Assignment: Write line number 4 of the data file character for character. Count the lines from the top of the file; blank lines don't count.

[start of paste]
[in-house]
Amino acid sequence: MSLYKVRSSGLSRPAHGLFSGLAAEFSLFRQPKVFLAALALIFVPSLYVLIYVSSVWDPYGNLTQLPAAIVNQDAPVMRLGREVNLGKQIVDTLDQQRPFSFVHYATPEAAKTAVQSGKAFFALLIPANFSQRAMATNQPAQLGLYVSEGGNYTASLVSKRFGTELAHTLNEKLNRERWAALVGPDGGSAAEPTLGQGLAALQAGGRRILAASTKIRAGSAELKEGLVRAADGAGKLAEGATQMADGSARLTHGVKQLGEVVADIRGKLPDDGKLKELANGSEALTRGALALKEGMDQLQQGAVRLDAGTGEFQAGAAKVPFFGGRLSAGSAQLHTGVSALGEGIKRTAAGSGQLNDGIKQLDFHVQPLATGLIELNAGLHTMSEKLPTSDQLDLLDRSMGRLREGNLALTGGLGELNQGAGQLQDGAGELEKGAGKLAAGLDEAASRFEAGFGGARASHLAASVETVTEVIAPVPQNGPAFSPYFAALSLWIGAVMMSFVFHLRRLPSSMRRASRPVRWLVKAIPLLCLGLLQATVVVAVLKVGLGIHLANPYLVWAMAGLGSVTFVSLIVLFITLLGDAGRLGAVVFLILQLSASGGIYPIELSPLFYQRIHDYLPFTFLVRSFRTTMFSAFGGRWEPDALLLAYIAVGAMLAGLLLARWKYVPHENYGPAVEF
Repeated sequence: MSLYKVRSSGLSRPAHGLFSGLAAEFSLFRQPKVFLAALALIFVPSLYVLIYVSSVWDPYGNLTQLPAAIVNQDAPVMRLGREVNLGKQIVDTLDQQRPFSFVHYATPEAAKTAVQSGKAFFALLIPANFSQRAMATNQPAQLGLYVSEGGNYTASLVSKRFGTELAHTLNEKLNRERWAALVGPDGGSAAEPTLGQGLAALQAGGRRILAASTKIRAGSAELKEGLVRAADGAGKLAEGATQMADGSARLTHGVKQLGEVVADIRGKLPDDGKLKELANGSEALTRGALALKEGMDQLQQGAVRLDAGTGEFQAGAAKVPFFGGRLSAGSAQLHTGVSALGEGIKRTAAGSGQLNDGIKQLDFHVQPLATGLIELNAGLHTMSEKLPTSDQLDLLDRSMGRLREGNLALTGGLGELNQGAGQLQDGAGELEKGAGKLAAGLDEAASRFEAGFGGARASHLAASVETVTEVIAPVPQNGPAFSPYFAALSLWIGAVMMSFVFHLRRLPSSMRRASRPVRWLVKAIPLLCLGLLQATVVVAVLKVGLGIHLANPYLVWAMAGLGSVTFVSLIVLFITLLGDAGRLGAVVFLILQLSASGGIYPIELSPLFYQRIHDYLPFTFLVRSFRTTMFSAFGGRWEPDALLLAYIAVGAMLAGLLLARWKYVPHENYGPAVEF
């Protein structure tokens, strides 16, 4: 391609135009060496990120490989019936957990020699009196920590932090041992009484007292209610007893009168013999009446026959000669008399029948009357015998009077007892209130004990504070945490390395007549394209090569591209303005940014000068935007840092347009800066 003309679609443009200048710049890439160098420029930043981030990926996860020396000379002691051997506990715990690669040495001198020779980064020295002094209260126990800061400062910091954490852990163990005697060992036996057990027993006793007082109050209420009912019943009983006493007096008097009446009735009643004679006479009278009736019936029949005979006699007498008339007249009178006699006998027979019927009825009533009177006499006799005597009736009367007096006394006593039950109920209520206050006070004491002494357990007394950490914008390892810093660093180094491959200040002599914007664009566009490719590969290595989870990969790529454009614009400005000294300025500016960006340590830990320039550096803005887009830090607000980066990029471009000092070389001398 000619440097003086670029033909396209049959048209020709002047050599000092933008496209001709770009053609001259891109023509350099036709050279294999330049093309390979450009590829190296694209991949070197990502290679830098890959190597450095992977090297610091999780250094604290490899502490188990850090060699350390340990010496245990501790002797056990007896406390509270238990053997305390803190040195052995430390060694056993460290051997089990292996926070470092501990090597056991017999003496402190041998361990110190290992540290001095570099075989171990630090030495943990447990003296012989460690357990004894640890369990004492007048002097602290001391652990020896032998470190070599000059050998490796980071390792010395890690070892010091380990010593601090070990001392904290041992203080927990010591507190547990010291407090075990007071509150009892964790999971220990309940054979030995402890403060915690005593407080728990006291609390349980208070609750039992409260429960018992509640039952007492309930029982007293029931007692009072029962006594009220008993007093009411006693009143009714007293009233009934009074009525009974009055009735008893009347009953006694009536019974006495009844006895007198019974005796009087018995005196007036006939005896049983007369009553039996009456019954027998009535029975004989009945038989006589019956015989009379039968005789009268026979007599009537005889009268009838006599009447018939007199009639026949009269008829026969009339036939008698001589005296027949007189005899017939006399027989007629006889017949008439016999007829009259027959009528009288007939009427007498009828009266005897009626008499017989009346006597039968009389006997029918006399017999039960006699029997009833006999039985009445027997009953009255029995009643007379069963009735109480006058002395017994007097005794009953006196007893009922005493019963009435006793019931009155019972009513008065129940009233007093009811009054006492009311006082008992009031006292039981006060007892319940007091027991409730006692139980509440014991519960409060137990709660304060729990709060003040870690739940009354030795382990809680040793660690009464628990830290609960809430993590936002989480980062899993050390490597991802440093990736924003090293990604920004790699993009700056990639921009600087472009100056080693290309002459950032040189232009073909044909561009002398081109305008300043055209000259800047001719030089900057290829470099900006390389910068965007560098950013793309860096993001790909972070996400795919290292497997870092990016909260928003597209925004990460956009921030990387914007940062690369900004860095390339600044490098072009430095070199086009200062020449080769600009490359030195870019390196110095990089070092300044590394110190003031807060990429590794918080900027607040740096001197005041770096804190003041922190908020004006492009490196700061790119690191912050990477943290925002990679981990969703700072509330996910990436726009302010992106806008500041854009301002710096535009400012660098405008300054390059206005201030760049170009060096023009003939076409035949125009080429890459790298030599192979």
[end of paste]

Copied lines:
């Protein structure tokens, strides 16, 4: 391609135009060496990120490989019936957990020699009196920590932090041992009484007292209610007893009168013999009446026959000669008399029948009357015998009077007892209130004990504070945490390395007549394209090569591209303005940014000068935007840092347009800066 003309679609443009200048710049890439160098420029930043981030990926996860020396000379002691051997506990715990690669040495001198020779980064020295002094209260126990800061400062910091954490852990163990005697060992036996057990027993006793007082109050209420009912019943009983006493007096008097009446009735009643004679006479009278009736019936029949005979006699007498008339007249009178006699006998027979019927009825009533009177006499006799005597009736009367007096006394006593039950109920209520206050006070004491002494357990007394950490914008390892810093660093180094491959200040002599914007664009566009490719590969290595989870990969790529454009614009400005000294300025500016960006340590830990320039550096803005887009830090607000980066990029471009000092070389001398 000619440097003086670029033909396209049959048209020709002047050599000092933008496209001709770009053609001259891109023509350099036709050279294999330049093309390979450009590829190296694209991949070197990502290679830098890959190597450095992977090297610091999780250094604290490899502490188990850090060699350390340990010496245990501790002797056990007896406390509270238990053997305390803190040195052995430390060694056993460290051997089990292996926070470092501990090597056991017999003496402190041998361990110190290992540290001095570099075989171990630090030495943990447990003296012989460690357990004894640890369990004492007048002097602290001391652990020896032998470190070599000059050998490796980071390792010395890690070892010091380990010593601090070990001392904290041992203080927990010591507190547990010291407090075990007071509150009892964790999971220990309940054979030995402890403060915690005593407080728990006291609390349980208070609750039992409260429960018992509640039952007492309930029982007293029931007692009072029962006594009220008993007093009411006693009143009714007293009233009934009074009525009974009055009735008893009347009953006694009536019974006495009844006895007198019974005796009087018995005196007036006939005896049983007369009553039996009456019954027998009535029975004989009945038989006589019956015989009379039968005789009268026979007599009537005889009268009838006599009447018939007199009639026949009269008829026969009339036939008698001589005296027949007189005899017939006399027989007629006889017949008439016999007829009259027959009528009288007939009427007498009828009266005897009626008499017989009346006597039968009389006997029918006399017999039960006699029997009833006999039985009445027997009953009255029995009643007379069963009735109480006058002395017994007097005794009953006196007893009922005493019963009435006793019931009155019972009513008065129940009233007093009811009054006492009311006082008992009031006292039981006060007892319940007091027991409730006692139980509440014991519960409060137990709660304060729990709060003040870690739940009354030795382990809680040793660690009464628990830290609960809430993590936002989480980062899993050390490597991802440093990736924003090293990604920004790699993009700056990639921009600087472009100056080693290309002459950032040189232009073909044909561009002398081109305008300043055209000259800047001719030089900057290829470099900006390389910068965007560098950013793309860096993001790909972070996400795919290292497997870092990016909260928003597209925004990460956009921030990387914007940062690369900004860095390339600044490098072009430095070199086009200062020449080769600009490359030195870019390196110095990089070092300044590394110190003031807060990429590794918080900027607040740096001197005041770096804190003041922190908020004006492009490196700061790119690191912050990477943290925002990679981990969703700072509330996910990436726009302010992106806008500041854009301002710096535009400012660098405008300054390059206005201030760049170009060096023009003939076409035949125009080429890459790298030599192979």